GDPR - General Data Protection Regulation
What is the General Data Protection Regulation (GDPR)?
According to the European Data Protection Supervisor “The EU’s data protection laws have long been regarded as a gold standard all over the world. Over the last 25 years, technology has transformed our lives in ways that nobody could have imagined so a review of the rules was needed.
In 2015, the EU adopted the General Data Protection Regulation (GDPR), one of its greatest achievements in recent years. It replaces the 1995 Data Protection Directive which was adopted at a time when the internet was in its infancy.”
“The EU says GDPR was designed to “harmonize” data privacy laws across all its members’ countries as well as providing greater protection and rights to individuals. GDPR was also created to alter how businesses and other organisations can handle the information of those that interact with them. There’s the potential for large fines and reputational damage for those found in breach of the rules.”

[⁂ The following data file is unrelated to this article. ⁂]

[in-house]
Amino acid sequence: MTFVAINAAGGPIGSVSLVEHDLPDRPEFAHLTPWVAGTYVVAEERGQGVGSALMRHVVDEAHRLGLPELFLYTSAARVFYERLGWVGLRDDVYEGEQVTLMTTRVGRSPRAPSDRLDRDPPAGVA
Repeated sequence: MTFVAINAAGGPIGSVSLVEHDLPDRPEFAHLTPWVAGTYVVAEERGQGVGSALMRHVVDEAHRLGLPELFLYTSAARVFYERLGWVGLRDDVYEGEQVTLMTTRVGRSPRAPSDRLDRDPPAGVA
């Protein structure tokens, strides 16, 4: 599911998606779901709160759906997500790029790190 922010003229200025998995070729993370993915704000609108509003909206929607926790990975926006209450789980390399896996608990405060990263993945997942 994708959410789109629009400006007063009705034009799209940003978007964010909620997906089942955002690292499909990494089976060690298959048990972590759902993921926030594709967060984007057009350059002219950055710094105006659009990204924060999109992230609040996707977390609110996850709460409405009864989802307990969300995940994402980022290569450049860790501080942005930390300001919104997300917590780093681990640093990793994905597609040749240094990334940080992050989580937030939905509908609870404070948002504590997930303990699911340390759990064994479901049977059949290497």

Who does GDPR apply to?
“Any company that stores or processes personal information about EU citizens within EU states much comply with the GDPR, even if they do not have a business presence within the EU. Specific criteria for companies required to comply with are:”
• A presence in an EU country.
• No presence in the EU, but it processes personal data of European residents.
More than 250 employees.
• Fewer than 250 employees but its data-processing impacts the rights and freedoms of data subjects, is not occasional or includes certain types of sensitive personal data. This effectively means almost all companies.
What types of privacy data does the GDPR protect?
• Basic identity information such as name, address and ID numbers
• Web data such as location, IP address, cookie data and RFID tags
• Health and genetic data
• Biometric data
• Racial or ethnic data
• Political opinions
• Sexual orientation
Download this PDF to read more about GDPR and how Clarabyte protects the personal information of EU citizens.